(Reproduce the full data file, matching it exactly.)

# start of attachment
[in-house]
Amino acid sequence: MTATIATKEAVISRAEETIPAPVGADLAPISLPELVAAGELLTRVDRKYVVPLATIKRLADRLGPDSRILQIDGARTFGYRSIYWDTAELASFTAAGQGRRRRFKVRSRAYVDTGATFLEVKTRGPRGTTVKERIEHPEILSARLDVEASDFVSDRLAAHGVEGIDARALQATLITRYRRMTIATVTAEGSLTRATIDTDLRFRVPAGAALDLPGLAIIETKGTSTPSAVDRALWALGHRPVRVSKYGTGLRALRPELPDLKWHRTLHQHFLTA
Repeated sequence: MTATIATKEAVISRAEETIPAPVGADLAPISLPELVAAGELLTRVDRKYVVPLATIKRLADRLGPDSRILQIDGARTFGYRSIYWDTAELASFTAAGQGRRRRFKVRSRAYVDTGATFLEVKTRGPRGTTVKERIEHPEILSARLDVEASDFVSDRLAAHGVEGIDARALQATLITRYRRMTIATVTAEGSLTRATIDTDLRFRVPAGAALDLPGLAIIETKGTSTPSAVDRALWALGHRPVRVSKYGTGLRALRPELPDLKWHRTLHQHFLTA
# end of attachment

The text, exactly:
[in-house]
Amino acid sequence: MTATIATKEAVISRAEETIPAPVGADLAPISLPELVAAGELLTRVDRKYVVPLATIKRLADRLGPDSRILQIDGARTFGYRSIYWDTAELASFTAAGQGRRRRFKVRSRAYVDTGATFLEVKTRGPRGTTVKERIEHPEILSARLDVEASDFVSDRLAAHGVEGIDARALQATLITRYRRMTIATVTAEGSLTRATIDTDLRFRVPAGAALDLPGLAIIETKGTSTPSAVDRALWALGHRPVRVSKYGTGLRALRPELPDLKWHRTLHQHFLTA
Repeated sequence: MTATIATKEAVISRAEETIPAPVGADLAPISLPELVAAGELLTRVDRKYVVPLATIKRLADRLGPDSRILQIDGARTFGYRSIYWDTAELASFTAAGQGRRRRFKVRSRAYVDTGATFLEVKTRGPRGTTVKERIEHPEILSARLDVEASDFVSDRLAAHGVEGIDARALQATLITRYRRMTIATVTAEGSLTRATIDTDLRFRVPAGAALDLPGLAIIETKGTSTPSAVDRALWALGHRPVRVSKYGTGLRALRPELPDLKWHRTLHQHFLTA